High-tech water systems help drive Apple's Reno iCloud projectPart of Apple's $1 billion investment in its newest iCloud data center in Reno, Nev., goes toward providing clean water for efficient cooling in the high desert location. Here's what's involved in the mega project.
Other segments in this series have looked at Apple's commitment to building the world's greenest data centers, the company's jump start in construction at its Reno data center site, the massive scope of site preparation, the sophisticated water technology being installed and the futuristic data conduits that deliver iCloud's digital packets at the speed of light.
Apple's newest data center, located within the Reno Technology Park now under development by Unique Infrastructure Group, takes advantage of several favorable elements of the site's location.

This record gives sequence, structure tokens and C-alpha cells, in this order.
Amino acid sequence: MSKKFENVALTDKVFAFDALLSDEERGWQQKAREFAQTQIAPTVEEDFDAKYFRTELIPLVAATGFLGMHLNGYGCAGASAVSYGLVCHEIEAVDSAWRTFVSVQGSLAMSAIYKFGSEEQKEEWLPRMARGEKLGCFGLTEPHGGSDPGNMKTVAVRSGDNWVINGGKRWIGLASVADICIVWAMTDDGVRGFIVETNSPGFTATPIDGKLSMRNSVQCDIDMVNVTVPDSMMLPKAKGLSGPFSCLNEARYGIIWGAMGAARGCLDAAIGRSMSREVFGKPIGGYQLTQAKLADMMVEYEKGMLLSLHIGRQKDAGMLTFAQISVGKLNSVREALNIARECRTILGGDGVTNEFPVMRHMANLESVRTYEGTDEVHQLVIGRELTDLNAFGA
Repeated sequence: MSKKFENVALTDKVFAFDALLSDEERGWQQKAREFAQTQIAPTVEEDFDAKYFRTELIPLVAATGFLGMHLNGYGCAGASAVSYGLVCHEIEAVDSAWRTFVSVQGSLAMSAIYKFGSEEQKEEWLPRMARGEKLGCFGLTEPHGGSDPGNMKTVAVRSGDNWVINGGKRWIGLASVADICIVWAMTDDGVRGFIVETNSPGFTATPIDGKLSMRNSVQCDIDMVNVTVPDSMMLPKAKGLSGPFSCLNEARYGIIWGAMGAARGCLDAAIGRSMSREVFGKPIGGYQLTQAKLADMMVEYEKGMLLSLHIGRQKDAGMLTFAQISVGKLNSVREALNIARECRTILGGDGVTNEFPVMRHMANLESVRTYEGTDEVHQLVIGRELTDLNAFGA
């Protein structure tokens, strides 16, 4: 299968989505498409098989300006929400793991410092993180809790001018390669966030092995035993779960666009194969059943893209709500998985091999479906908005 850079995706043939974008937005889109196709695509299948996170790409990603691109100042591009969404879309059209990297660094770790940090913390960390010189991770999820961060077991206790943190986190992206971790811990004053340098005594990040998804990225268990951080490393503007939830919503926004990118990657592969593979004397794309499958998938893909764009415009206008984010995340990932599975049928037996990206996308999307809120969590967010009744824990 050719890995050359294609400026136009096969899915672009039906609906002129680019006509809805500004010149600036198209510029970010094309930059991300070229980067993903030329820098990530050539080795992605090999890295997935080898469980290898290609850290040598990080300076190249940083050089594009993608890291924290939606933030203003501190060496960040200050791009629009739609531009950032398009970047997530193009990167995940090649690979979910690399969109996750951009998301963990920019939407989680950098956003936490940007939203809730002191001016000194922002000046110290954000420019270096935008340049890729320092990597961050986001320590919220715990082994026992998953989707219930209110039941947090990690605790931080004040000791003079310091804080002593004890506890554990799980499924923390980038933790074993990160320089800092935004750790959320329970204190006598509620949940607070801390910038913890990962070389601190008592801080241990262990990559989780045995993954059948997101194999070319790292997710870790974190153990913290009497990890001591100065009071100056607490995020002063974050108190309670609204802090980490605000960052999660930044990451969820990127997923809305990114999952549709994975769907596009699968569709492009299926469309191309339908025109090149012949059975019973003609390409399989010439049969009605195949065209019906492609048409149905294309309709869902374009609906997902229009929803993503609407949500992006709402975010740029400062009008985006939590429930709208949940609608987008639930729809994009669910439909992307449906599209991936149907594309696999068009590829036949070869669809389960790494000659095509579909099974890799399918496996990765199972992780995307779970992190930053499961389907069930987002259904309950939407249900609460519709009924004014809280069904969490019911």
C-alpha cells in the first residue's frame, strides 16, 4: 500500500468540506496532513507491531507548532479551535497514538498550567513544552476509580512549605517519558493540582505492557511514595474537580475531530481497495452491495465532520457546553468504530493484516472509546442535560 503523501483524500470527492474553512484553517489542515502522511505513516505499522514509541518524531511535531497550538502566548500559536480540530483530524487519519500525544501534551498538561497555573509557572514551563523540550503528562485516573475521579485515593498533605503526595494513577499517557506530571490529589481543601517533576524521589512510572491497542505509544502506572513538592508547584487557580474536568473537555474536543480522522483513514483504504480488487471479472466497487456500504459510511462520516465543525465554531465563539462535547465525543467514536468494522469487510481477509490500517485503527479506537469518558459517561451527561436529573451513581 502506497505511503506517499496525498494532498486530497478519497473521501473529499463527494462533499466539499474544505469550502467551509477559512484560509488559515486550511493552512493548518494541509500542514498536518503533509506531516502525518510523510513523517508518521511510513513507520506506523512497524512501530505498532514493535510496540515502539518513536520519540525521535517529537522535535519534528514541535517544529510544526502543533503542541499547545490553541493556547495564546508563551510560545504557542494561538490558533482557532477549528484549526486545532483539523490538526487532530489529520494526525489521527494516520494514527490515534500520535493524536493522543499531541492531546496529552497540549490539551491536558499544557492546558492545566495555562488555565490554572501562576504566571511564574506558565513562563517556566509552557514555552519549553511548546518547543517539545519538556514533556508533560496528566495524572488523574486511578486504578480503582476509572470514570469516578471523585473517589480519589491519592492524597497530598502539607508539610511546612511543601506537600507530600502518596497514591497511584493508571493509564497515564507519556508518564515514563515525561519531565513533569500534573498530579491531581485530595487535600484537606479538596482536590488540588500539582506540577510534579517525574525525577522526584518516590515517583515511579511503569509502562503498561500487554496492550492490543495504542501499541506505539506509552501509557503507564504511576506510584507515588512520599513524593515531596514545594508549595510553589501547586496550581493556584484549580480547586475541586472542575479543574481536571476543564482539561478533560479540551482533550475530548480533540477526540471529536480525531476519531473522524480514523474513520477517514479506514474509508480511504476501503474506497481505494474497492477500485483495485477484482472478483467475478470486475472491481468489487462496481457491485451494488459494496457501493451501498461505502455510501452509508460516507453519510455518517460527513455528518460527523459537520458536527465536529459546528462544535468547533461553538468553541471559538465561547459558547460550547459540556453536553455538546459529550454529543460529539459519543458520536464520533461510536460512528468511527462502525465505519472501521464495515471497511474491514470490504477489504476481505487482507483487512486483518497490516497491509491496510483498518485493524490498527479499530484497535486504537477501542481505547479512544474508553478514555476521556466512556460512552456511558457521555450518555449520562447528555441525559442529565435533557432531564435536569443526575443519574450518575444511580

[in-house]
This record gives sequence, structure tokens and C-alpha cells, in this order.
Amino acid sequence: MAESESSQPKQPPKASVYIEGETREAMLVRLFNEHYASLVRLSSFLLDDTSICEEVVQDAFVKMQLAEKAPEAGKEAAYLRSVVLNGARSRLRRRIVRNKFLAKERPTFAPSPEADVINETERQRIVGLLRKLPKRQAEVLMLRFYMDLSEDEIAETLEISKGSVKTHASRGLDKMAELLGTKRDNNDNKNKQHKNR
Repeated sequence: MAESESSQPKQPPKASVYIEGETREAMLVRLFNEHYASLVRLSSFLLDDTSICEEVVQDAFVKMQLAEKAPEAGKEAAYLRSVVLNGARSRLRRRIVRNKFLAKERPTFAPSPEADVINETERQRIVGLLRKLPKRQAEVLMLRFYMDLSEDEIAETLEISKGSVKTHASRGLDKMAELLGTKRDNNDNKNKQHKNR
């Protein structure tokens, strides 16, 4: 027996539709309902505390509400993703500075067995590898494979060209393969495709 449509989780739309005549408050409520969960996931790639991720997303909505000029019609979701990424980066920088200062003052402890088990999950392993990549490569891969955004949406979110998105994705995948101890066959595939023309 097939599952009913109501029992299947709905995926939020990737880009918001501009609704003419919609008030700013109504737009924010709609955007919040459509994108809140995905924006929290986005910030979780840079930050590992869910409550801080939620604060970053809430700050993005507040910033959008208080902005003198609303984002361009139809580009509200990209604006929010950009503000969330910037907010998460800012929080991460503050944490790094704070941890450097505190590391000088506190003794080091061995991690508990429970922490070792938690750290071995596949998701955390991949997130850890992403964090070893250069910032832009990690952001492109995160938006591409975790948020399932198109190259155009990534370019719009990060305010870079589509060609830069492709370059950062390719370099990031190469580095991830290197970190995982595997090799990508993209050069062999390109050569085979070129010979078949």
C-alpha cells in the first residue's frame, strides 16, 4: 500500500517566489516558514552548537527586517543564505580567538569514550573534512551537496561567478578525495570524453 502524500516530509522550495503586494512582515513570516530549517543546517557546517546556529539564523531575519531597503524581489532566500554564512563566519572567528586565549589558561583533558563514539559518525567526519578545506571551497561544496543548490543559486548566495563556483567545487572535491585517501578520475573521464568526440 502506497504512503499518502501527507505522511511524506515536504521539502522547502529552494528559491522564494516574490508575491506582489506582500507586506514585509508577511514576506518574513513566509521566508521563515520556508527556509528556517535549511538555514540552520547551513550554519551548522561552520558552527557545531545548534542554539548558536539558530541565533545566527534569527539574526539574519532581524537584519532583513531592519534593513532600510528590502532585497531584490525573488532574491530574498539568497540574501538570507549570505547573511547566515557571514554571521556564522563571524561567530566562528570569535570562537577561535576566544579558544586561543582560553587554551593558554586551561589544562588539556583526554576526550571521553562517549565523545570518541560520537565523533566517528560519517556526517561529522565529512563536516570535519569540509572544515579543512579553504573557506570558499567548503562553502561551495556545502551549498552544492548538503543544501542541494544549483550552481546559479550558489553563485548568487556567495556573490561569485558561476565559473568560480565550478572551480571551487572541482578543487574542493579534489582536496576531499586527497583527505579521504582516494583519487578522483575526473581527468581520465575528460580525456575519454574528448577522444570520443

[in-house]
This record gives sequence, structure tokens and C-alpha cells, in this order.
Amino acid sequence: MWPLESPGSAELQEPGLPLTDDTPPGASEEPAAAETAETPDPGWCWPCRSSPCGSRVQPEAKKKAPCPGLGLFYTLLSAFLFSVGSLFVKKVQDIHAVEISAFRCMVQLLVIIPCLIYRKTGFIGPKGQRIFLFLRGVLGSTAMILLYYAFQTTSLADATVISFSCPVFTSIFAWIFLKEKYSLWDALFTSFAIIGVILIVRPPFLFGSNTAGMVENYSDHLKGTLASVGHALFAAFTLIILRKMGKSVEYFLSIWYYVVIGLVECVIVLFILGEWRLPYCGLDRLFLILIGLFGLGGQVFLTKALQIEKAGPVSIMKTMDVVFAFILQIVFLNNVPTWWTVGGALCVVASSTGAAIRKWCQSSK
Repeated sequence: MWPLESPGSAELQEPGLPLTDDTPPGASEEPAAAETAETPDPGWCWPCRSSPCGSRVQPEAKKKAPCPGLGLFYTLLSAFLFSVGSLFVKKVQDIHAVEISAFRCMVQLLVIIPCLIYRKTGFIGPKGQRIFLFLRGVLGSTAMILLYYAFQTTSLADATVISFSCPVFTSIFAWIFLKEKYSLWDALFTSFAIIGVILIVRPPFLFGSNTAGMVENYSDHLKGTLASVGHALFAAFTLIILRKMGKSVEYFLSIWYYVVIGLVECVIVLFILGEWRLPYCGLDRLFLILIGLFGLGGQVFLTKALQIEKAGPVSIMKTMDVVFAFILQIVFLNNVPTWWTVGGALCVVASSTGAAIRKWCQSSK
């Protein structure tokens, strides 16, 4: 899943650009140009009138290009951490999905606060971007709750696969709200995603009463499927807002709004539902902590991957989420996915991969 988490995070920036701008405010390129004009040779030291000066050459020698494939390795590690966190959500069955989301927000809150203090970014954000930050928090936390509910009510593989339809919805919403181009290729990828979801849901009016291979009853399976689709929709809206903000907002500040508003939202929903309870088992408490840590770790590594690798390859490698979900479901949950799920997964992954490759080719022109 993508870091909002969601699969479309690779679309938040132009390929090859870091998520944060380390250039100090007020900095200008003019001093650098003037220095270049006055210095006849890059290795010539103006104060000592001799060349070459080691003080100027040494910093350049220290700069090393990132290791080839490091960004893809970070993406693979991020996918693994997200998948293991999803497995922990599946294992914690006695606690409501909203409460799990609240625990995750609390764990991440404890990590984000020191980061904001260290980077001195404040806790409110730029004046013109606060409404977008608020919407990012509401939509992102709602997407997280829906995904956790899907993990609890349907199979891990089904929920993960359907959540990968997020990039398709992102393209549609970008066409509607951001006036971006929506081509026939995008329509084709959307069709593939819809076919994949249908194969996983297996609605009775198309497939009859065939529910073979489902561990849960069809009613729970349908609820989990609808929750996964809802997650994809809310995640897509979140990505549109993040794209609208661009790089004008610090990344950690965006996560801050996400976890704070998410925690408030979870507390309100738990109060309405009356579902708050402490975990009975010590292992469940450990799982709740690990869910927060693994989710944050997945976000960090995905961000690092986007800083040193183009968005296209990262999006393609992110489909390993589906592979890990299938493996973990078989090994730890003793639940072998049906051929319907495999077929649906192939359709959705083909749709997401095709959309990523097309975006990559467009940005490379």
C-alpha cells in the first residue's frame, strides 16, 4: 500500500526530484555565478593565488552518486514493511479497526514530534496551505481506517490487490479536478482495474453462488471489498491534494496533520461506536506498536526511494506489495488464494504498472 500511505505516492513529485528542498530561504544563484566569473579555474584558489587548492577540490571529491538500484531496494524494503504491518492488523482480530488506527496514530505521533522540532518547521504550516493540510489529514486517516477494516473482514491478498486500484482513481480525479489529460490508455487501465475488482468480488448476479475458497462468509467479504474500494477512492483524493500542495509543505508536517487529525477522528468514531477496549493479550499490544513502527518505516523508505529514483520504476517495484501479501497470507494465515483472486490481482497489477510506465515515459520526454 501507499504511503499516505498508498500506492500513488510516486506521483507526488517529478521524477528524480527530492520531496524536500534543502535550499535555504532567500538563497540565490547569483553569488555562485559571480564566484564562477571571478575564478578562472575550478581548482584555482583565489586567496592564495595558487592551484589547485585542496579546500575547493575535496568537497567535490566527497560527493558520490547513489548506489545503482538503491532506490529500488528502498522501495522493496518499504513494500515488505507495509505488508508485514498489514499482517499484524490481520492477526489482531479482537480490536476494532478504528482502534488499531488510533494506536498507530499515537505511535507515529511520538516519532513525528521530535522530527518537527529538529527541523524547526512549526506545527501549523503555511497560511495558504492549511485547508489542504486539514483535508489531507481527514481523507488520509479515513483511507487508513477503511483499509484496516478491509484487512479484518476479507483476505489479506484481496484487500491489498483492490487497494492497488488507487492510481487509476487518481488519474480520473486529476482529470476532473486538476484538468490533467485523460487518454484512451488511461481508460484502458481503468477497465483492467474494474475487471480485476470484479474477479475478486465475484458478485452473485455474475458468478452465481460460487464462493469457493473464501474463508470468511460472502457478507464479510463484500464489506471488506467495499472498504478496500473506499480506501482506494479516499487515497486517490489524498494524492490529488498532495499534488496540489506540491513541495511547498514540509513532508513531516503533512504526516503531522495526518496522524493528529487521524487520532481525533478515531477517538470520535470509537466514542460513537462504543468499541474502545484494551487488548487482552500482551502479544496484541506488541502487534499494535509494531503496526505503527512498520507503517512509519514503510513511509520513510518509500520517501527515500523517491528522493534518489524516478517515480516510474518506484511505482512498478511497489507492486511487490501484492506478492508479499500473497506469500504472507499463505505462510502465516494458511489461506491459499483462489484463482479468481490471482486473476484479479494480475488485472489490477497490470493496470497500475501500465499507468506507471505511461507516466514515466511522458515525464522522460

Despite being located next to the Truckee River (shown above, across the freeway from the site) however, Apple's new iCloud facility needs a source of clean, reliable water. Instead of processing river water, it needs to pull a significant amount of water from underground aquifers.
Despite appearing to be bone dry, the site is actually supplied with underground sources that flow in from the north, but are held from running into the river by impermeable layers of rock. This provides plenty of water that meets the data center's high standards, ranging from low particulate counts to a balanced pH.
Large water infrastructure
Because the site lies just under a hill (above), it's also possible to build water tanks on the side of the slope to hold a supply that is then gravity fed to the facility, reducing the need to build water towers or additional pumping plants.
Water is so critical to the site's performance that parallel, redundant supply pipes are being laid, running from the well sources through massive valves (being buried, above) to the site itself. Stacks of dozens of pipes sit waiting for installation (below).
In front of the initial pilot data center facility Apple has already set up, you can see another set of large valves controlling the flow between different areas of the project (below, next to one of the large supply pipes being laid across the site).
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